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Pressure-energy correlations in liquids. II. Analysis and consequences
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Figures

Image of FIG. 1.

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FIG. 1.

Effective power-law exponents defined by derivative ratios of different orders [Eqs. (10)] for the standard Lennard-Jones potential LJ(12,6). All converge to 12 at small ; they diverge when the derivative in the denominator vanishes, which happens for larger , the higher the order of this derivative. The term “effective inverse power law” in this paper refers to a power law chosen to match at some point , the potential minimum where diverges. A convenient choice is to match at , giving 18. In Secs. II B and II C we show that plays an important role in the understanding of fluctuations associated with pair distances close to the potential minimum .

Image of FIG. 2.

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FIG. 2.

(a) The Lennard-Jones potential fitted by an effective power-law potential covering the most important part of the repulsive part of the potential. The exponent was chosen to be 18, which optimizes agreement at , where the effective power law exactly matches not just but also its first two derivatives. Also shown are the Taylor series expansions of about up to third and fourth orders. The RDF (at ,) is also shown as a convenient reference for thinking about where contributions to potential energy and virial fluctuations come from. (b) Error made in approximating with different effective power laws matched at different points and with Taylor expansions up to third order about the same point.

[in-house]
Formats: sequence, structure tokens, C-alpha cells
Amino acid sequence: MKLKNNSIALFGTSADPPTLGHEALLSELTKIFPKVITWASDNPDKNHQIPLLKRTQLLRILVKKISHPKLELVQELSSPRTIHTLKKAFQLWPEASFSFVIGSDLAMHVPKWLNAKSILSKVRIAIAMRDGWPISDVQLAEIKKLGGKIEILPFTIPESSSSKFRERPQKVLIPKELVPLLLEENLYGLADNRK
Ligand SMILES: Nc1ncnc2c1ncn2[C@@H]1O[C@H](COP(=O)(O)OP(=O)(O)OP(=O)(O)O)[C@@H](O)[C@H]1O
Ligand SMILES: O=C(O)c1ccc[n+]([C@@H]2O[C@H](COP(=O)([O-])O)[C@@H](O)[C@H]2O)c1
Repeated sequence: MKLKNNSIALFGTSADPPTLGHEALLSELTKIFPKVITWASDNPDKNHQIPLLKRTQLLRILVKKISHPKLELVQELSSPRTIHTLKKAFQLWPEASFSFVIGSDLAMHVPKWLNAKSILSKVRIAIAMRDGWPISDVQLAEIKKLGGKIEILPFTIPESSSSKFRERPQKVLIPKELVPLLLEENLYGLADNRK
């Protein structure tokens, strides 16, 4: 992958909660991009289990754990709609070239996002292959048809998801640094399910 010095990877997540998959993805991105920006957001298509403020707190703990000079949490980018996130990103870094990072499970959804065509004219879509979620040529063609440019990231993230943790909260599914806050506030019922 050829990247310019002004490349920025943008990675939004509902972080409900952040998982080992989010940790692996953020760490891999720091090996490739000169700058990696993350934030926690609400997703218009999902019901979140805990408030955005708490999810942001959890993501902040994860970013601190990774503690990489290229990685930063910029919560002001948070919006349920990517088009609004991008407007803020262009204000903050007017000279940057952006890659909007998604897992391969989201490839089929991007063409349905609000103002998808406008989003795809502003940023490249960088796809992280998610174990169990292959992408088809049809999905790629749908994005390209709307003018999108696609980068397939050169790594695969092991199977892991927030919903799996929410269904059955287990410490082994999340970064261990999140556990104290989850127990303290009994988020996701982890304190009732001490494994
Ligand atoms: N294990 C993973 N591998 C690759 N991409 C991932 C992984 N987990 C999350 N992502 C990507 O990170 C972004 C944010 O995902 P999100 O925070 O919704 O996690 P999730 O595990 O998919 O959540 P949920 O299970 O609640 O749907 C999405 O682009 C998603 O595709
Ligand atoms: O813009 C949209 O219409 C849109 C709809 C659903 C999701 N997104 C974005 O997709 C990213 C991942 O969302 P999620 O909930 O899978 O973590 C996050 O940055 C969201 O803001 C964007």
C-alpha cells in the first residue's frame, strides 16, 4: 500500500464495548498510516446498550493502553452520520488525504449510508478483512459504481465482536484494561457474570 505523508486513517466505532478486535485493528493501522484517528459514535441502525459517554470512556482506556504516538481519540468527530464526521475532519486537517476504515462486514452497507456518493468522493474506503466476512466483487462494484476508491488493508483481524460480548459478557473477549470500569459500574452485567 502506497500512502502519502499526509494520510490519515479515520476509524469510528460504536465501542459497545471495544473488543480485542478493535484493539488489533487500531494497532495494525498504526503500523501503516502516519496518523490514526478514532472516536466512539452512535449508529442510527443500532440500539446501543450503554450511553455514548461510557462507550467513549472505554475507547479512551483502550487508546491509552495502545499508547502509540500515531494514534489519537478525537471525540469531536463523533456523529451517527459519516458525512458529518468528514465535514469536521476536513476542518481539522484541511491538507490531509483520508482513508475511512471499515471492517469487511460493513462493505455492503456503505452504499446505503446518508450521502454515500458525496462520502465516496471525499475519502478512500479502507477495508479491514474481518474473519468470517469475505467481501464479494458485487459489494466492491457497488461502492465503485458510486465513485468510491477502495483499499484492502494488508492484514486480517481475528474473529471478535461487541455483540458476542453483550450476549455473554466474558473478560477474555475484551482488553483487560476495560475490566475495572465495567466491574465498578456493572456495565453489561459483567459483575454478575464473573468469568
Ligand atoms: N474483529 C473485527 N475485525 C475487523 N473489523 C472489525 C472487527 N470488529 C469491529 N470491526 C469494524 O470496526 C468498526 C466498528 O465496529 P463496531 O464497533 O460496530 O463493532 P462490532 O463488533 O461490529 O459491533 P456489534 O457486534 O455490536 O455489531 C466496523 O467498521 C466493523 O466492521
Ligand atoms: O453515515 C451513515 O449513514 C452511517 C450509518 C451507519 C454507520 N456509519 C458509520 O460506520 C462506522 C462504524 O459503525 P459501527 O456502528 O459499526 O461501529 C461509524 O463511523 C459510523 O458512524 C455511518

Image of FIG. 3.

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FIG. 3.

Scatter plot of true and reconstructed potential energy and virial fluctuations (dimensionless units) for the LJ liquid, where the reconstructed values and were calculated from the true configurations, assuming an inverse power-law potential with exponent of 19.2; mean values have been subtracted off. The state point is the same as in Fig. 1 of Paper I (zero average pressure, NVT ensemble). The correlation coefficients are displayed in the figures; the dashed lines indicate slope unity. The fact that actual and reconstructed fluctuations correlate strongly, and with slopes close to unity, support the idea that the correlation is derived from an effective inverse power-law potential dominating fluctuations.

Image of FIG. 4.

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FIG. 4.